Patient safety is a discipline in the health care professions that applies safety science methods toward the goal of achieving a trustworthy system of health care delivery (Patient Safety and Quality Improvement).
Medical error is an unintended act, either of omission or commission, or an act that does not achieve its intended outcome." 2. Sentinel Event: "An unexpected occurrence involving death or serious physical or psychological injury or the risk thereof (Patient Safety and Quality Improvement).
Near miss is an event or a situation that did not produce patient harm because it did not reach the patient, either due to chance or to capture before reaching the patient; or if it did reach the patient, due to robustness of the patient or to timely intervention (Patient Safety and Quality Improvement).
Root cause analysis is a problem-solving method which is used to pinpoint the exact cause of a problem or event. The root cause is the actual cause of a specific problem or set of problems, and when that cause is removed, it prevents the final undesirable effect from occurring (Patient Safety and Quality Improvement).
I am here to help you in any way I can. Do not hesitate to reach out to me if you have questions or concerns. The best way to contact me is via email:
Each lesson in the Patient Safety 101 course contains a discussion forum where learners can engage with each other in reflection and dialogue regarding the ideas and strategies presented in the lesson. Please note that you are required to complete one original post as well as add two substantive responses to your colearners within each forum. The original post should be 500 words and cite appropriate references. Relies should be a minimum of 250 words and provide how you agree or disagree with the discussion and recommendations. All posts should use relevant scholarly sources and scripture to support your claims.
Lesson 1: Why are the national patient safety goals essential for medical residents to understand? How does your biblical world view enhance how you understand the national patient safety goals?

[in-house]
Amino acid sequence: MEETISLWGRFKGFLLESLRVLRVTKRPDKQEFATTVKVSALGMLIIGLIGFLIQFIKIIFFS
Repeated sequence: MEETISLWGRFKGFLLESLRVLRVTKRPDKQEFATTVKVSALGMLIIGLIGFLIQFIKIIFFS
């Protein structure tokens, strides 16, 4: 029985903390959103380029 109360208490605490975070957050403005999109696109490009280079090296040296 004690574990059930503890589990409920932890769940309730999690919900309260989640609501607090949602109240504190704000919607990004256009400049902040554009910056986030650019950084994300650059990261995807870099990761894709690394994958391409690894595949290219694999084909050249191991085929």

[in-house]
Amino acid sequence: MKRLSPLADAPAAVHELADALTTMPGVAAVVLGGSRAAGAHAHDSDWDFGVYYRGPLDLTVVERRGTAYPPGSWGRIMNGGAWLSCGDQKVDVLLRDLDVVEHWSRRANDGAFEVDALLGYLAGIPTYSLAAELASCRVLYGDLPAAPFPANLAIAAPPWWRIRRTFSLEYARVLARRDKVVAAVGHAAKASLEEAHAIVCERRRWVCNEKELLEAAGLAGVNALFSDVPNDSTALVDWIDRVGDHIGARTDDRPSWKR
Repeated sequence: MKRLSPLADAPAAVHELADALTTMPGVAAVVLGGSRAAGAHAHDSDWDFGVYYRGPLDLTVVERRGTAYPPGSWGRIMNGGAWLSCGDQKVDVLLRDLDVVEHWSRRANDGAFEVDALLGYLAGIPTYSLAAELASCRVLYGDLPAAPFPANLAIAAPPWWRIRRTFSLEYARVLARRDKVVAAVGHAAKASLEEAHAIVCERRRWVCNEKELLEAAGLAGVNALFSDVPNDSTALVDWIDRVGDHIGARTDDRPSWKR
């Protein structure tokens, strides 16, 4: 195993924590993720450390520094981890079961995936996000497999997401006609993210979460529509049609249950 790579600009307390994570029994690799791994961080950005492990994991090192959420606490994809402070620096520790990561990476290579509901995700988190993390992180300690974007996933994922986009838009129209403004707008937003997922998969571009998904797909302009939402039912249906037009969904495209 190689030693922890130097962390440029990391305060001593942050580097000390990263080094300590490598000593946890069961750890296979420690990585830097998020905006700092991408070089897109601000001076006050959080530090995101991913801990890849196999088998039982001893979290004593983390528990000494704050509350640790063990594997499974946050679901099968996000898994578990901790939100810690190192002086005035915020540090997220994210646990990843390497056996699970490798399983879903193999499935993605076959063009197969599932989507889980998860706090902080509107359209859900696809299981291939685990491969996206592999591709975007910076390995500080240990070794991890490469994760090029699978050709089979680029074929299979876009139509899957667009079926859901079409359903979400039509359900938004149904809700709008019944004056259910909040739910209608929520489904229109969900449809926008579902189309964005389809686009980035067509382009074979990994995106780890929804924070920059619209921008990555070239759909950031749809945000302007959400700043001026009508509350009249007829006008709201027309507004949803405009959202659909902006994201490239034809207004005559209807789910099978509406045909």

Lesson 2: Medical errors happen every day in the United States. How does the bible inform us of understanding our mistakes and taking responsibility for them? How can we apply the lessons learned from our error to improve future patient outcomes?
Lesson 3: Why is it important to have a review of a medical error event? Why is looking at system factors important to preventing future medical errors? Provide a lesson learned form the Bible where a system factor was addressed.
Lesson 4: We heard about how the path forward to minimizing and potentially eliminating some medical errors is through the development of a culture of safety. Describe how you would promote a culture of safety and ensure that individuals were comfortable in reporting medical errors and near misses?
Lesson 1: Website: How to Use Data to Improve Quality and Patient Safety (https://www.healthcatalyst.com/insights/use-data-improve-patient-safety/)
Lesson 2: Madani, A., Vassiliou, M., Watanabe, Y., Al-Halabi, B., Al-Rowais, M., Deckelbaum, D., Fried, G., & Feldman, L. (2017). What Are the Principles That Guide Behaviors in the Operating Room? Annals of Surgery: a Monthly Review of Surgical Science and Practice, 265(2), 255–267.
Lesson 3: Richter, J., & Melendez, B. (2017). Getting to the root of the problem: with a clear understanding of root cause analysis, medical device manufacturers will be equipped with a prescriptive approach to problem-solving. Medical Product Outsourcing., 15(3).
Lesson 4: Morello, R.T., Lowthian, J.A., Barker, A.L. (2013). Strategies for improving patient safety culture in hospitals: a systematic review. BMJ Quality & Safety. 22(1):11-18.
Q: Who should take this course?
A: Anyone medical resident wanting to improve the outcomes of patients and positively impact the rate of medical errors and near misses in the US healthcare system.
Q: How long is the course?
A: This is a 4-week course where you will do 4 modules each week that include videos, readings, quizzed, and discussion boards.
Q: What will this course offer me that I could not simply learn on my own?
A: This course will provide you with the ability to apply the knowledge obtained immediately to your daily work with patients. It will also provide you with the opportunity to serve on case analysis that may make system-wide changes.
Q: What do I get to provide evidence of my training from this course?
A: Upon successful completion of the course the learner will be provided a certificate that demonstrates the course completion and skills learned.